Dan Conway the ‘storyteller’
In his 79 years, Dan Conway has held a lot of titles — teacher, coach, world-class runner, musician, mentor, friend. The Superior man has added one more to the list — author.
His book, “Carry on Regardless,” is a collection of stories from a man known as quite a storyteller. Starting with his childhood in Superior, the book travels with Conway across the years, and the world.
“I’ve known him forever,” said Lyle Hofstedt, whose friendship with Conway began over softball in the 1960s. “I knew most of the stories. It’s just kind of overwhelming when you put it all together. He did do a lot.”
Superior cross country coach Lee Sims was glad to hear Conway, his mentor, had penned a book.
“He’s a gem for Superior,” Sims said. “He’s a very special athlete for Superior. He’s big time. He was flown all over the world by Nike.”
And yet, say those who know him, he’s a very humble guy.
“He doesn’t like to blow his own horn,” said Lynn Hoff, Conway’s best friend.
But he does love to strum the ukulele.
“He’s a bad ukulele player, I’m a bad piano player, and we’re both bad singers with an affinity for show tunes,” said Tim Stratioti, director of the Superior branch of the Boys & Girls Club. “Since he retired 20 years ago we’ve gotten together just about every week to play music and laugh at each other.”
Conway was a history teacher and coach in Superior, Minong and, for nearly 28 years, in Chetek. He took students down to state competition and coached the Chetek boys team in 1983, when the undefeated Bulldogs were named state champions.
“I loved teaching; I love coaching,” Conway said.
And they appreciated him.
“You just knew how much he believed in you,” said Sims. “You ran for yourself and your team, of course, but you ran for Dan Conway too. He helped make you run for something bigger than yourself.”
A teacher exchange position in England did more than provide the title of Conway’s book. It propelled him into distance running.
That path took him to races in France, Canada and New Zealand and peppered his resume with titles, from Master Runner of the Year in 1982 and four-time Grandma’s Marathon Masters Champion to world record holder for the indoor mile in three different age groups.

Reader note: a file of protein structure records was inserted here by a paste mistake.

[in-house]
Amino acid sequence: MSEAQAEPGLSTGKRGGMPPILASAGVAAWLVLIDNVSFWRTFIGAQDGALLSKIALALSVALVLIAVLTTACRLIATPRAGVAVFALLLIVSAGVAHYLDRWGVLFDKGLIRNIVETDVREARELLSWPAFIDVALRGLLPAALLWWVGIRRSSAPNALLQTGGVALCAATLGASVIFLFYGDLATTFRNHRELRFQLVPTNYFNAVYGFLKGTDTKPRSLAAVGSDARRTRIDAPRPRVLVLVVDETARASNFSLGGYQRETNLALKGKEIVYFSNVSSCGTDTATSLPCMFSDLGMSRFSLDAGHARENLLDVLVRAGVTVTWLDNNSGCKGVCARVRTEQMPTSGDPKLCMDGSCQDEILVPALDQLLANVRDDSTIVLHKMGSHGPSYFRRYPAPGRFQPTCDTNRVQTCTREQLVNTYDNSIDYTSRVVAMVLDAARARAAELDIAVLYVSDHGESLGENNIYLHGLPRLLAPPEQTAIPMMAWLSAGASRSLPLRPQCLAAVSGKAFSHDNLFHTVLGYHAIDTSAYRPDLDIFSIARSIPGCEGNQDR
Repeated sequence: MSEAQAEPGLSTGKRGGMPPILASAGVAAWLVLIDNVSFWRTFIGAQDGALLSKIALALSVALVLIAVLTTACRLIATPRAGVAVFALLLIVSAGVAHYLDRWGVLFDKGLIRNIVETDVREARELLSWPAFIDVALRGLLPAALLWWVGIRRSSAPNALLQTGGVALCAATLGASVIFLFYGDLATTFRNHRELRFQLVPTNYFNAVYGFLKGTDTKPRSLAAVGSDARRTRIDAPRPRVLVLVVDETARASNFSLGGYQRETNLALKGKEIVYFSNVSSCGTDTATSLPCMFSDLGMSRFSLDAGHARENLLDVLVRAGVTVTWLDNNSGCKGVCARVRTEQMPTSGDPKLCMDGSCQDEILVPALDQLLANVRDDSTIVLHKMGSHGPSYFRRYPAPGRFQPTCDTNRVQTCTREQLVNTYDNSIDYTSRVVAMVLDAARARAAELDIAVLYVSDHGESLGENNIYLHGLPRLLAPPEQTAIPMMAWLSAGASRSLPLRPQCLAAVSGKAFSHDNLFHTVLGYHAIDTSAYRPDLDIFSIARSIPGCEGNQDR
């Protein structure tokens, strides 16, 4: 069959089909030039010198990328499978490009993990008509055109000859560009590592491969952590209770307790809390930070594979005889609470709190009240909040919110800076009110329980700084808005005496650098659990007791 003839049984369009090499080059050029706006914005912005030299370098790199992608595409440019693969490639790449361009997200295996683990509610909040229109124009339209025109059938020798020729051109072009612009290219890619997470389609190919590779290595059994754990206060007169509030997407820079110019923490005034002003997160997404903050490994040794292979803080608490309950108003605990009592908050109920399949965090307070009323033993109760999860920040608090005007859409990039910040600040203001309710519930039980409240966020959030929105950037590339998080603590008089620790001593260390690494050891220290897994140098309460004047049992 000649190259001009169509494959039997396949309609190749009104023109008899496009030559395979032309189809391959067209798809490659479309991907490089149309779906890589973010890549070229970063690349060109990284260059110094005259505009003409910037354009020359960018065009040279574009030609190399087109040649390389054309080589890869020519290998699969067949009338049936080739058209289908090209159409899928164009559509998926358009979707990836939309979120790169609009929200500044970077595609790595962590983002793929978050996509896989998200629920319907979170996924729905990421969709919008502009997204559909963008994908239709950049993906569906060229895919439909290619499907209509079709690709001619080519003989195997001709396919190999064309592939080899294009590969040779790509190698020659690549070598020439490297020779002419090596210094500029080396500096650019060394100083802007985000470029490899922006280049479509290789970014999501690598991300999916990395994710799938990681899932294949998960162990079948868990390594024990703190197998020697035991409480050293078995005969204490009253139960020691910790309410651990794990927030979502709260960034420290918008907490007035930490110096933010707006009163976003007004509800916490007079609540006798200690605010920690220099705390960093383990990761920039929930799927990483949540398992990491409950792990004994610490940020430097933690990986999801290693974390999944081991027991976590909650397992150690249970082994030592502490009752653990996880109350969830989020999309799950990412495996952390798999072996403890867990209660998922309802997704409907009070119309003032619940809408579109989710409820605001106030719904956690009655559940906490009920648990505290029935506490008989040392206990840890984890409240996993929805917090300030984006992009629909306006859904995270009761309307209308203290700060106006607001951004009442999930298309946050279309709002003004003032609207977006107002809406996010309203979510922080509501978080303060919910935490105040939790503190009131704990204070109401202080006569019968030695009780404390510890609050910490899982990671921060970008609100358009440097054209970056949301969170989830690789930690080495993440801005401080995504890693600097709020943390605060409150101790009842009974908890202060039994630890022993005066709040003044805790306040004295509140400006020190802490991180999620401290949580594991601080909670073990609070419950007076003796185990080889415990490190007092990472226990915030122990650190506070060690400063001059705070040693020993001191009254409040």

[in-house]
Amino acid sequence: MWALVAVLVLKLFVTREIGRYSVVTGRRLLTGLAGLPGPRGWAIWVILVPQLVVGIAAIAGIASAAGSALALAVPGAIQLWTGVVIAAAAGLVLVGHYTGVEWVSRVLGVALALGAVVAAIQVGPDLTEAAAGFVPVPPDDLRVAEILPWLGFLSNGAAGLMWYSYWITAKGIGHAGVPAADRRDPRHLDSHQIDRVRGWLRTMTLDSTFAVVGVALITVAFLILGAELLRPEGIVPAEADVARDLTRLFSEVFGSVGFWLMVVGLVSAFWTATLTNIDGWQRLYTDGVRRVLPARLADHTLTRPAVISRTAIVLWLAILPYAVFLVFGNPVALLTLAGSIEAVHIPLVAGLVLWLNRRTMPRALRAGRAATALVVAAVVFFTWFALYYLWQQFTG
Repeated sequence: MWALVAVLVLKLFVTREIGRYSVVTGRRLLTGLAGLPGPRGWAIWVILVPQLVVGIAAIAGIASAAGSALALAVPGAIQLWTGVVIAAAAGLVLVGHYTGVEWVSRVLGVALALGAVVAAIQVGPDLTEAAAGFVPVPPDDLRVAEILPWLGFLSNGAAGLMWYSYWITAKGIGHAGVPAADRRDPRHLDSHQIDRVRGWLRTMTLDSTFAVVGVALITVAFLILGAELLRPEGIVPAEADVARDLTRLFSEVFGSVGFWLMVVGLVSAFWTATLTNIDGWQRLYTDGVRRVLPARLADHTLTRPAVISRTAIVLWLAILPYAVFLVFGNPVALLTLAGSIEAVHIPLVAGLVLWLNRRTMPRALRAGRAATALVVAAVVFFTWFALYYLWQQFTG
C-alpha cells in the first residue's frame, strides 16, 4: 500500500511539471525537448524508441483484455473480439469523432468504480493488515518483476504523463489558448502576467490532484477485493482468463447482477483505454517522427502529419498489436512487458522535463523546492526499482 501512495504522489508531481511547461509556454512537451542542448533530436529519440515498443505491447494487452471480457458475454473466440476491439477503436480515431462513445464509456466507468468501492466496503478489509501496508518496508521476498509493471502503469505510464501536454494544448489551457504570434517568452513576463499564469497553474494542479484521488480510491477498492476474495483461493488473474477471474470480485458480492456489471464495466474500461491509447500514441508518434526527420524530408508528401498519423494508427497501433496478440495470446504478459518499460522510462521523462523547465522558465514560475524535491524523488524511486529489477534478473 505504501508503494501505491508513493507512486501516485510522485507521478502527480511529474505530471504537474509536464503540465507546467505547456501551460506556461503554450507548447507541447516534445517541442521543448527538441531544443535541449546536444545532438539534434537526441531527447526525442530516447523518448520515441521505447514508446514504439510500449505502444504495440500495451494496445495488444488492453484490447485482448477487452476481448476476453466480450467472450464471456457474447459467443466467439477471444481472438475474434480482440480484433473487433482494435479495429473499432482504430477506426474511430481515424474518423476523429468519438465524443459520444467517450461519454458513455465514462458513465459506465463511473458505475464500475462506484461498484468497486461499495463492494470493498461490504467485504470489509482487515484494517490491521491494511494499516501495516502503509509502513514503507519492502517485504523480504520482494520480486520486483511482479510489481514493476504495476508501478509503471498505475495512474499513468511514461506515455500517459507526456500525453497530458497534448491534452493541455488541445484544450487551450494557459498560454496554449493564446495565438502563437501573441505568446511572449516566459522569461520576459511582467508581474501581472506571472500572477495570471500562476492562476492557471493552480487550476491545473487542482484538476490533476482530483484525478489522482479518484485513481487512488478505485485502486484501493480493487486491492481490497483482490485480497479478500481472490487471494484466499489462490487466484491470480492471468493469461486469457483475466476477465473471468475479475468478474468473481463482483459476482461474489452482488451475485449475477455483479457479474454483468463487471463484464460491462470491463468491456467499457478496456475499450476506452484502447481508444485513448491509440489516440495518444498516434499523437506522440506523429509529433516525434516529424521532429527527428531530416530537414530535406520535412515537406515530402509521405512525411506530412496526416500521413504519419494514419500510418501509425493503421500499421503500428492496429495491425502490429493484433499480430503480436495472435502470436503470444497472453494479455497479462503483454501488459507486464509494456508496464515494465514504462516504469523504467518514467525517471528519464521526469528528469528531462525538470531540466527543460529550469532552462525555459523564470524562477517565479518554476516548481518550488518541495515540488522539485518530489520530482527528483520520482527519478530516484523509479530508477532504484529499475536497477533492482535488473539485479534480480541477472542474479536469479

Conway is listed in seven halls of fame, including the USA Track and Field Masters Hall of Fame and the WIAA Cross-Country Coaches Hall of Fame.
Through it all, he continued to teach, coach, run and mentor others.
“He’s respected by pretty much everybody who knows him,” Sims said. “When you see him at meets you just want to talk to Dan Conway. You always walk away with a smile.”
For about a year and a half, Conway worked on putting his life story down. He took a continuing education course at the Wisconsin Indianhead Technical College, twice. Conway wrote every story longhand.
“He is a natural storyteller, so he had a real knack for bringing these interesting points out in the book,” said personal historian Mary Beth Frost, who teaches the class. “He’s a good writer, a good storyteller. He’s funny. What a sense of humor.”
Like most of her students, Conway wondered who would want to read his stories.
“I think he underestimated the impact he had on his students and the people he runs with,” Frost said.
In January, Conway was diagnosed with terminal pancreatic cancer. That gave him the impetus to get the book out now, even if a few stories were left untold. At $20 a copy, he doesn’t plan to get rich from the publication.
“The title is ‘Carry on Regardless’ and if it should inspire any runners, that’s all I hope for,” Conway said. “ I hope they get a laugh out of it, maybe, a time or two.”
When he heard a fellow teacher in England tell a student to “Carry on regardless, lad,” Conway latched onto the phrase.
“I thought that’s a metaphor for a book,” he said. “So that’s something to do in life, whatever it throws at you, you carry on regardless.”
It became a motto at the end of missives to friends and fellow runners — COR — and the title of his book.
Hoff said one of her friends who read the book admitted to laughing out loud a couple times, and crying once.
“His writing style is very approachable,” Sims said. “I can see him telling them, the little pauses, the voices.”
And it includes Conway’s “not so secret training formula” to inspire runners of all ages.
“I started when I was 37,” he said. “It took me a lot of places.”
Conway will be signing and selling copies of the book during a Boys & Girls Club fundraiser from 6-7:30 p.m. Saturday. Proceeds of the event will go to the club.
Conway has been a very big, behind-the-scenes, constant supporter of the club for the last 11 years, Stratioti said.
A book signing will also take place from 2-4 p.m. April 21 at Chetek-Weyerhaeuser High School.
For more information on book availability, email firstname.lastname@example.org.